April Serratelli C’22
- Majors: Neuroscience and Biology
- Minors: Chemistry and Psychology
- Launch Career Communities: Science, Technology, Engineering & Sustainability and Medicine and Health Professions
- Launch Identity/Affinity Community: Faith, Religion & Spirituality
- Civic Scholar
- Member of the Drew Field Hockey Team
- Chemistry Department Teaching Assistant
- Tour Guide for Admissions
- Assistant in the Office of Student Engagement
- President of the Drew Catholic Campus Ministry
- President of Drew Chemistry Society (DUCS) (former Treasurer)
- Member of Drew Resident Hall Association
- Member of the Psychology Club
- Member of Connect with Kids Club
- Member of Volunteer without Borders
- Member of Drew Environmental Action League
What attracted you to Drew?
The small, close-knit community and beautiful campus I recognized on my first tour of the campus – my tour guide seemed to know every person on the path. This goes hand in hand with the education we receive here at Drew – the small class size was another main factor. I wanted a college experience where I would not just be a number to a professor – and the small class sizes as well as the dedicated and exceptional professors we have here at Drew always go above and beyond to make sure the students are excelling not only in the classroom but also post-Drew. Another aspect of Drew that definitely influenced my decision to attend here was the strictly undergraduate science program. This meant to me (and still does), that all of the research opportunities here go directly to the undergraduate students – so as an underclassman I would be able to conduct research with a professor, which is an experience that is very hard to come by.
Why did you choose Neuroscience and Biology as majors?
I chose neuroscience mainly because in high school I worked in a nursing home for just over two years, and there was a lockdown unit of patients who had Alzheimer’s disease. The entire time I worked at the nursing home, all I could think about was how the science and medical communities need more resources, scientists, and medical professionals to help this community. There was a specific patient who I became very close with, and I knew at that moment in time I wanted to become a doctor that specializes in neurodegenerative diseases. By taking the neuroscience classes at Drew, I have been able to deepen my understanding of the field as well as grow my love for anything and everything to do with the brain – our understanding of the brain thus far has so much more potential for breakthroughs, and therefore more opportunities for understanding billions of connections within the human body greater.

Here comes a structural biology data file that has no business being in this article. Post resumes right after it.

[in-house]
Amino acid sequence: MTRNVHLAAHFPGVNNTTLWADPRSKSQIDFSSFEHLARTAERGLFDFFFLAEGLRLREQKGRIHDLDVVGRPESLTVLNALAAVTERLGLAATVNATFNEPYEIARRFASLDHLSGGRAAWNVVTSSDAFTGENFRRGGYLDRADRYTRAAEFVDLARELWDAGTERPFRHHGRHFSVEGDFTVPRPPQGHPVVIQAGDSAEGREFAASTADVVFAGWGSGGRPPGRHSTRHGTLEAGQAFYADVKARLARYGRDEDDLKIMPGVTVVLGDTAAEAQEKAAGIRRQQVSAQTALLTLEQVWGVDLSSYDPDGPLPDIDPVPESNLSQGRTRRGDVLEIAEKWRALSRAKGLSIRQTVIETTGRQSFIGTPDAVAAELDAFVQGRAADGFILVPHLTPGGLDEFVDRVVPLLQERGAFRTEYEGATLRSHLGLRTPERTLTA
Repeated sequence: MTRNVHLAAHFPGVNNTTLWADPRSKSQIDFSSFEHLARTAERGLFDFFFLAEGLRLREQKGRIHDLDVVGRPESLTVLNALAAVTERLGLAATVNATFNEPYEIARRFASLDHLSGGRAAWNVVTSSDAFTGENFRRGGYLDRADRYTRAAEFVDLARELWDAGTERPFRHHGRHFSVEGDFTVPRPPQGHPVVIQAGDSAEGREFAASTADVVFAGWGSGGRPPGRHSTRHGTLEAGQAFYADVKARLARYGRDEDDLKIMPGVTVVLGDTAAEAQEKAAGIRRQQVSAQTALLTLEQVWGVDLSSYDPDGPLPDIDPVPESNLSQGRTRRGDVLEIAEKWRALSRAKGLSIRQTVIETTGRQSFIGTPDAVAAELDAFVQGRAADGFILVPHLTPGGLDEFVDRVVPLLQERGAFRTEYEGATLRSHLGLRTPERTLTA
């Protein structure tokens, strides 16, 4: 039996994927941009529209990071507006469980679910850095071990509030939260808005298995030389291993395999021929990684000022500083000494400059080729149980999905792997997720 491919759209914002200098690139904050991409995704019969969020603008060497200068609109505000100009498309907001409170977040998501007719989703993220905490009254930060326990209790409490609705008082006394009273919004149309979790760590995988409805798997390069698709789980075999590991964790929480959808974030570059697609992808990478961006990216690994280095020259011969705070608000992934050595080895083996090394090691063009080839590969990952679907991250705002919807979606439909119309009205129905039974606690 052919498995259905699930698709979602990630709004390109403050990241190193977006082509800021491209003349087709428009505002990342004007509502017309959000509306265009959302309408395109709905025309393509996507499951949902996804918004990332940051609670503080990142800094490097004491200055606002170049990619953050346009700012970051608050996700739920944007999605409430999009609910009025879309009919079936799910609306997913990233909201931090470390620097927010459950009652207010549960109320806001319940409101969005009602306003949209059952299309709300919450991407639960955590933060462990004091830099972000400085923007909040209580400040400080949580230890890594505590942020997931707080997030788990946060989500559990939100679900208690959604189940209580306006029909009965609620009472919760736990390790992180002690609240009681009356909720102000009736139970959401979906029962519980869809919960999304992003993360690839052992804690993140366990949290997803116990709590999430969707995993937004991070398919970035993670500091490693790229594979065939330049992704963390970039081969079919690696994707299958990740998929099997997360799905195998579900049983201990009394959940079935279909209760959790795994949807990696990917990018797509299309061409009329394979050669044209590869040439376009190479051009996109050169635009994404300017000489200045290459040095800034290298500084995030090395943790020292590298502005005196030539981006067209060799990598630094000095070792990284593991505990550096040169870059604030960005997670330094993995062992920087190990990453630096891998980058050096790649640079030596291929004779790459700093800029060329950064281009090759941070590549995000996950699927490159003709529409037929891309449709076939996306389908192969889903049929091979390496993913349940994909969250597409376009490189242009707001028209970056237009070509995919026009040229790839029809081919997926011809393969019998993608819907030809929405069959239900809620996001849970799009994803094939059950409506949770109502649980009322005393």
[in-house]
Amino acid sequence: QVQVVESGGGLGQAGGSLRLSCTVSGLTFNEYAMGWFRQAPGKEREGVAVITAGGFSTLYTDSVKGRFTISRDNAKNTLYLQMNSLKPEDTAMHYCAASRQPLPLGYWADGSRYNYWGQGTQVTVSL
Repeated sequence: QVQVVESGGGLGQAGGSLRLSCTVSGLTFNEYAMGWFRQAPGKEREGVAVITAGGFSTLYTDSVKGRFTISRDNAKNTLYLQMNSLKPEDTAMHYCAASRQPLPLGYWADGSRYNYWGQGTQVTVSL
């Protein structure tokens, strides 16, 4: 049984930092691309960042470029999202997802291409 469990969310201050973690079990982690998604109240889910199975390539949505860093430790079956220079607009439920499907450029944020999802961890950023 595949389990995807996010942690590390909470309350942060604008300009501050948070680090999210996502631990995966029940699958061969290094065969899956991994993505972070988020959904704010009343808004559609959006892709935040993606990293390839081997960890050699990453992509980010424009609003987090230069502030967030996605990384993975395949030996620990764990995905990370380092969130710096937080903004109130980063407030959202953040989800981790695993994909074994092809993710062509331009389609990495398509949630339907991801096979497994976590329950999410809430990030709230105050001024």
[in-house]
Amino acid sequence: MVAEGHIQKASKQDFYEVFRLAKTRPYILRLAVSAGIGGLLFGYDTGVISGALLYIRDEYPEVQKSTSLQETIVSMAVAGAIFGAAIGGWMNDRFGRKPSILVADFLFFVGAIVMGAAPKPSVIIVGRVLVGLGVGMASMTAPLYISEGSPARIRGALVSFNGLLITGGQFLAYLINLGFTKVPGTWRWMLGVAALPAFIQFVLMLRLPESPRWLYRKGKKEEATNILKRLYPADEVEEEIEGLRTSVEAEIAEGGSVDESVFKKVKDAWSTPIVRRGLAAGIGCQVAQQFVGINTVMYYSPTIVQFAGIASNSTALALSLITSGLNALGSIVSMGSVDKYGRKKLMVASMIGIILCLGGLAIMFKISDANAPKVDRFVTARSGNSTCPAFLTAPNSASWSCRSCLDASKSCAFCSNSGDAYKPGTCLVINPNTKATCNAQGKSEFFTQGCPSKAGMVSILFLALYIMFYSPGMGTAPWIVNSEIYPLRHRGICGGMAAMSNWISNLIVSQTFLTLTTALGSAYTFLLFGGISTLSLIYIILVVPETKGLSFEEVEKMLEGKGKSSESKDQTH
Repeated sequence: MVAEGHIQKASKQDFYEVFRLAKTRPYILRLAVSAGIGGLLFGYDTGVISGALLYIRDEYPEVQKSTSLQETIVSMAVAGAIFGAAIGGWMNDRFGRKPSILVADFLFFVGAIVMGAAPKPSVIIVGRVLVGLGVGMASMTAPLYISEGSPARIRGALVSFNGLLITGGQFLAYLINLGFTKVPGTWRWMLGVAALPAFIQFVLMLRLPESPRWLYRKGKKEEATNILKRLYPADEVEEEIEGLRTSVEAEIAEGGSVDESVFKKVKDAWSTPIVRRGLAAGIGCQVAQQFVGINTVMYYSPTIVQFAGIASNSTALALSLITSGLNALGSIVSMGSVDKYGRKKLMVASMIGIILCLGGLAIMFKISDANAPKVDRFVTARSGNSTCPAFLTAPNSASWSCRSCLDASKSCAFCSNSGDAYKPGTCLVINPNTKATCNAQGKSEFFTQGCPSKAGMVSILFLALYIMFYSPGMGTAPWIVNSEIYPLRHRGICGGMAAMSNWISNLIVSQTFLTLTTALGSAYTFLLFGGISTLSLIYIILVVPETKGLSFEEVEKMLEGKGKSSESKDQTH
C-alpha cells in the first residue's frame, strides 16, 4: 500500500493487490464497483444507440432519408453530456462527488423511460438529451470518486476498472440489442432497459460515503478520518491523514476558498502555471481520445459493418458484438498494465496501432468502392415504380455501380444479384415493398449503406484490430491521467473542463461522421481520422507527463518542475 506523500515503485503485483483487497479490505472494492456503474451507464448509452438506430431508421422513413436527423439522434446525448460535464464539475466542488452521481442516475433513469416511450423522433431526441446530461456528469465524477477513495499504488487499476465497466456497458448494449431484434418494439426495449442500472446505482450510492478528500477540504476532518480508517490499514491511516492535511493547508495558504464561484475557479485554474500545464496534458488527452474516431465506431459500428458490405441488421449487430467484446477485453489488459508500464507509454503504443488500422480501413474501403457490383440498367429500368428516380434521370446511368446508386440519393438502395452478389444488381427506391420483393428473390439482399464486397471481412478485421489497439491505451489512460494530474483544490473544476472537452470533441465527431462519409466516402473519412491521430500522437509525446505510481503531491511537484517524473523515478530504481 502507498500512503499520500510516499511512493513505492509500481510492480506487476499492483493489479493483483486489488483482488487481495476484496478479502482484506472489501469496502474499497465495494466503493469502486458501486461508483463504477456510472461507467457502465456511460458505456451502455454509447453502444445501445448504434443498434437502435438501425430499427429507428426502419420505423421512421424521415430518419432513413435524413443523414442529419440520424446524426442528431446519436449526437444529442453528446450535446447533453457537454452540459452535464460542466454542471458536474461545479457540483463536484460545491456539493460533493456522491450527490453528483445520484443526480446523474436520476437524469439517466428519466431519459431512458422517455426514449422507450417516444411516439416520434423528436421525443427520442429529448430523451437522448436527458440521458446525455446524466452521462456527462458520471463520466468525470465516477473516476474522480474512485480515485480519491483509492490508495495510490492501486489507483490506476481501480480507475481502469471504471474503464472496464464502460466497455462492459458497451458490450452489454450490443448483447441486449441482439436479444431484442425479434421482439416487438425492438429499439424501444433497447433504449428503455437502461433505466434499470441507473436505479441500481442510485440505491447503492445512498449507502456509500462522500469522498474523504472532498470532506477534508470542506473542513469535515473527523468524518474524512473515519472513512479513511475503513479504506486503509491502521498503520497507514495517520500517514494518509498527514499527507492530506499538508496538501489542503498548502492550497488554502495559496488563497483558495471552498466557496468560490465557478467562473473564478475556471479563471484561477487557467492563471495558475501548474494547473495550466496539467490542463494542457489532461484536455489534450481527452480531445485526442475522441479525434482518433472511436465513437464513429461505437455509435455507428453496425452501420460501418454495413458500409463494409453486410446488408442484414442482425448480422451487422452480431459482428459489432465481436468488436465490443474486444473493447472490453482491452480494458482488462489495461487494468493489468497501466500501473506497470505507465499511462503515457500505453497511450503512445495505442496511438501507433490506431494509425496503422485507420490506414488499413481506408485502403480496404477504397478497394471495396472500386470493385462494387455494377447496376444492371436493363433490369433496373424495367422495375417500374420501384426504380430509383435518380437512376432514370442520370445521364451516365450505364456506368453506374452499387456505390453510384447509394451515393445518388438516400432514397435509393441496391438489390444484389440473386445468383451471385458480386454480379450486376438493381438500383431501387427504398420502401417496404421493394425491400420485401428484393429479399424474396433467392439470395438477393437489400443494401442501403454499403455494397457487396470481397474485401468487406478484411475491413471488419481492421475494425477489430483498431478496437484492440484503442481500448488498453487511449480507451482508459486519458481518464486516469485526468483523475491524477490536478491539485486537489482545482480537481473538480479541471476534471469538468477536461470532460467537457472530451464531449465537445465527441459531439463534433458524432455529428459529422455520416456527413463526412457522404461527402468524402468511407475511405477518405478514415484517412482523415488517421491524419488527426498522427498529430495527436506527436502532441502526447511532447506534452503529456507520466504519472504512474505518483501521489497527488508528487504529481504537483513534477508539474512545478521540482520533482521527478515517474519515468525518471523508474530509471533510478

Through the research opportunities this university provides, I have come to realize that not only do I plan to become a physician who specializes in neurodegenerative diseases, but I also would love to contribute to research that could potentially benefit that population.
Have you done any internships?
I am currently completing an internship at Students 2 Science, a nonprofit organization that brings STEM education and experience to students who may not have the resources to do so.
How do you enjoy playing field hockey at Drew?
I am beyond thankful for the opportunity to not only continue to play my sport in college, but to have a team as close-knit as ours is, as well as having a coaching staff that promotes “student-athlete; student comes first”. Field hockey is the best way for me to be able to have a few hours to better myself both physically and mentally outside of the classroom.
Do you have any mentors at Drew?